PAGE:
Brewers' Milner has a profile as low as his ERA

February 16th, 2024

PHOENIX -- ’s national profile is about as low as the tidy 1.82 ERA he posted in 2023. That is OK with him.

He actually prefers it that way, although stacking another year like the last one could put that in jeopardy.

Milner, a side-arming left-hander, was a key bullpen piece in front of Brewers closer a year ago, when he followed a breakout 2022 season with an even more eye-popping 2023.

Milner set a career high with 73 appearances and also posted a career-low 0.96 WHIP last season, seemingly landing on the precise arm slot, the precise approach and the precise command of a four-pitch mix that he once doubted was enough at this level.

“I’m not stressing that my stuff doesn’t play like I used to,” said Milner, 33, who is entering his eighth Major League season and his fourth with the Brewers. “I know it does, so there is added confidence in that. Knowing that my process works, my preparation works, I’m going to do the same thing. I’m comfortable with what I did the last two years, and I’m going to do my best to repeat that.”

And as far as excelling in anonymity …

“Being under the radar is always good for my position,” Milner said. “Mentally, that’s how I see it. No one knows who I am. Hitters also underestimate you as well. I’ll go into a series against someone we don’t normally play, and if they have no idea who I am, they might lower expectations.”

Brewers manager Pat Murphy noted that Milner is not a situational reliever, describing him as “an out-getter.” At the same time, Milner has done his best work against left-handed hitters the last two seasons.

Lefties had a .155 batting average against Milner last season, and their power numbers were even more meager -- a .227 slugging percentage and a .450 OPS. Baseball people call it soft contact.

While Milner’s fastball averaged 88.5 mph last season, it came back into the field of play slower. Opponents’ exit velocity on his pitches was only 86.6 mph, according to Statcast. Only All-Stars Williams and Corbin Burnes had lower exit velocities among Brewers pitchers in 2023.

Milner credited the Brewers’ analytics department for helping identify the right time and place to use his four pitches — two- and four-seam fastballs, a slider and a changeup. His fastball usage dropped and his changeup usage increased beginning in 2022, when he had a 3.76 ERA in 67 appearances.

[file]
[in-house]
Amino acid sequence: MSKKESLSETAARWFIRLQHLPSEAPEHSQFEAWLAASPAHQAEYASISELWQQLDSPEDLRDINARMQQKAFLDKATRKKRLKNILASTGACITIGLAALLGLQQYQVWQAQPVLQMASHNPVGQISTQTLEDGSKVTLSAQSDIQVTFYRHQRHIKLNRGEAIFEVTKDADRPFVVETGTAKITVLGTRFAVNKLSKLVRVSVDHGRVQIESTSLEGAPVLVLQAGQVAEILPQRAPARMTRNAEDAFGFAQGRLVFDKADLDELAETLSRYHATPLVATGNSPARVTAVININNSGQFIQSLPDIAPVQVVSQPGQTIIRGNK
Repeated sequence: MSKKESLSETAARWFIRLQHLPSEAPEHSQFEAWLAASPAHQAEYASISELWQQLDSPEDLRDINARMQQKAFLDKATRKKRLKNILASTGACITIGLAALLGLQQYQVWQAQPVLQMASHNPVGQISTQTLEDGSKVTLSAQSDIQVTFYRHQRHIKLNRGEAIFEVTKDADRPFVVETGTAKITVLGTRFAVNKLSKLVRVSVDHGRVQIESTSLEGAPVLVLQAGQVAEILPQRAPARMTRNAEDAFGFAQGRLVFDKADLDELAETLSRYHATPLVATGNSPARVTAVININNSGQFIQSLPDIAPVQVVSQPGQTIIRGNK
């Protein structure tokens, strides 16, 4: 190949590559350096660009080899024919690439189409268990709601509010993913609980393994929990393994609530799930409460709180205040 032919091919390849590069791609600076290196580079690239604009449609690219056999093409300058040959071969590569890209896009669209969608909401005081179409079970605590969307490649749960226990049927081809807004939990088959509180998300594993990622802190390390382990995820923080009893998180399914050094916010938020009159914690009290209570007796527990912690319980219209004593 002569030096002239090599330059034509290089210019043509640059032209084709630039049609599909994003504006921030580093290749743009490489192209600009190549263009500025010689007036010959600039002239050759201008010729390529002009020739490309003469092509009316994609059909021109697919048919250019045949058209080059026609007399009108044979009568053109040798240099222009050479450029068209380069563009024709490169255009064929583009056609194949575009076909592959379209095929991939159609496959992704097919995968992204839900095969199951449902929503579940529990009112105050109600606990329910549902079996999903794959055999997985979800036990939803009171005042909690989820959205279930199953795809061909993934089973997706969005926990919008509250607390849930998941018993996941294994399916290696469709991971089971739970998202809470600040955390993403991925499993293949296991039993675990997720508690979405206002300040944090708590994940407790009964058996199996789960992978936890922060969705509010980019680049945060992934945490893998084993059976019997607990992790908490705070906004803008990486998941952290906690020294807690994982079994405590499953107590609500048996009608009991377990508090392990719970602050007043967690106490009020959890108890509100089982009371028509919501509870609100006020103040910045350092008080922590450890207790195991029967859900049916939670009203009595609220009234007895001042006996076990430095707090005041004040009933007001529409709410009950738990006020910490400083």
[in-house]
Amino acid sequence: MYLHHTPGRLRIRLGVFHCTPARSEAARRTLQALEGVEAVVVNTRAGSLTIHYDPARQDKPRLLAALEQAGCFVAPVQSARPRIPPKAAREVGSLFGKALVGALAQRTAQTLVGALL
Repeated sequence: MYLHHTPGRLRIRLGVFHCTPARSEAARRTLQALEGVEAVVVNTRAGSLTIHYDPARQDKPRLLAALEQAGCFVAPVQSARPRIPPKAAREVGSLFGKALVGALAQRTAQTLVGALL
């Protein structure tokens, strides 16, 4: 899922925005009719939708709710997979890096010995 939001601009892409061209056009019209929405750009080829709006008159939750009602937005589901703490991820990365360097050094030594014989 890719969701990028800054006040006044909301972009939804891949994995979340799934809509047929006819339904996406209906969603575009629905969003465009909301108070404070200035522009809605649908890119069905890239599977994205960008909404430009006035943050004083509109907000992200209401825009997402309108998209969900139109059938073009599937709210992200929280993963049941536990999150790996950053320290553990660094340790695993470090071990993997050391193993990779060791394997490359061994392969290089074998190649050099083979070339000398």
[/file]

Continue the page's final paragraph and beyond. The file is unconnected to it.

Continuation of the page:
“Changing speeds and executing pitches is really all it is,” he said.

“We have people that do all the research on what pitches to throw and when. They ingrain that into the catchers, so that’s less work I have to do. All I have to do is worry about executing what they are calling. Occasionally, we’ll throw a different pitch from that. But for the most part I have a lot of trust in what they are calling. That’s half the battle, what pitch to throw. The other half is how well can you throw it.”

Milner began throwing sidearm while with Philadelphia in 2015, and has refined his mechanics since. He has found it easier to repeat his delivery throwing sidearm rather than over the top, his former style.

“We also have found a formula that works for me,” he said. “Sometimes I need to throw four-seams up. Sometimes there are guys I need to throw two-seams only. Two-seams this side of the plate instead of four-seams this side of the plate. Just tweaking all that over the years.

“Analytics and track record. I’ve been around that long enough. That doesn’t work. That doesn’t work. That doesn’t work.”

Murphy called Milner an example of a player the Brewers have identified, acquired and developed into a top contributor, similar to Josh Hader, Burnes, Williams, Brandon Woodruff and Junior Guerra.

“The front office has done an amazing job of acquiring guys with the potential to move in the right direction,” Murphy said. “Hoby is a perfect example. He emerged the last couple of years as really consistent and really effective.

“Once you get close to the big leagues, you are an inch from the top and you are an inch from the bottom. You are an inch from being really, really good. It’s the little things that take you and keep you there. Most of that is in our [head], and some of it is maybe physical adjustments.”

Milner seems to have found both.